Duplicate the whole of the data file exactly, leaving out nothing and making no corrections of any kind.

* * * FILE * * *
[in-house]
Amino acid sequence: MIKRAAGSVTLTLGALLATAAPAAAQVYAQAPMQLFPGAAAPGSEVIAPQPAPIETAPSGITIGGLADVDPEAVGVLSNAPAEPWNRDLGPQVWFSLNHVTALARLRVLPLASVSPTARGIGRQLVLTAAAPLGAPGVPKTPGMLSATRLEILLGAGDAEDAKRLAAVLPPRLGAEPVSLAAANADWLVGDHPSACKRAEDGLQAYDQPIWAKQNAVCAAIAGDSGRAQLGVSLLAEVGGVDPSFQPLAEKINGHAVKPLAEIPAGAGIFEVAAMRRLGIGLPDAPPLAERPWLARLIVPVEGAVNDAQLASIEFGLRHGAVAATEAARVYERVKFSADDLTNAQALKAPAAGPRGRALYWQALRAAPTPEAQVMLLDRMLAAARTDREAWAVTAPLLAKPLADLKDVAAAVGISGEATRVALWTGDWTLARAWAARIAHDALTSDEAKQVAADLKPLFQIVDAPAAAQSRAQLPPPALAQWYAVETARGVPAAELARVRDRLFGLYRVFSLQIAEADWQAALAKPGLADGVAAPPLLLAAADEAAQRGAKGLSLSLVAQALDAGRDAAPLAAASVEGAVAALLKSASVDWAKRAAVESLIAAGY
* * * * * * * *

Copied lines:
[in-house]
Amino acid sequence: MIKRAAGSVTLTLGALLATAAPAAAQVYAQAPMQLFPGAAAPGSEVIAPQPAPIETAPSGITIGGLADVDPEAVGVLSNAPAEPWNRDLGPQVWFSLNHVTALARLRVLPLASVSPTARGIGRQLVLTAAAPLGAPGVPKTPGMLSATRLEILLGAGDAEDAKRLAAVLPPRLGAEPVSLAAANADWLVGDHPSACKRAEDGLQAYDQPIWAKQNAVCAAIAGDSGRAQLGVSLLAEVGGVDPSFQPLAEKINGHAVKPLAEIPAGAGIFEVAAMRRLGIGLPDAPPLAERPWLARLIVPVEGAVNDAQLASIEFGLRHGAVAATEAARVYERVKFSADDLTNAQALKAPAAGPRGRALYWQALRAAPTPEAQVMLLDRMLAAARTDREAWAVTAPLLAKPLADLKDVAAAVGISGEATRVALWTGDWTLARAWAARIAHDALTSDEAKQVAADLKPLFQIVDAPAAAQSRAQLPPPALAQWYAVETARGVPAAELARVRDRLFGLYRVFSLQIAEADWQAALAKPGLADGVAAPPLLLAAADEAAQRGAKGLSLSLVAQALDAGRDAAPLAAASVEGAVAALLKSASVDWAKRAAVESLIAAGY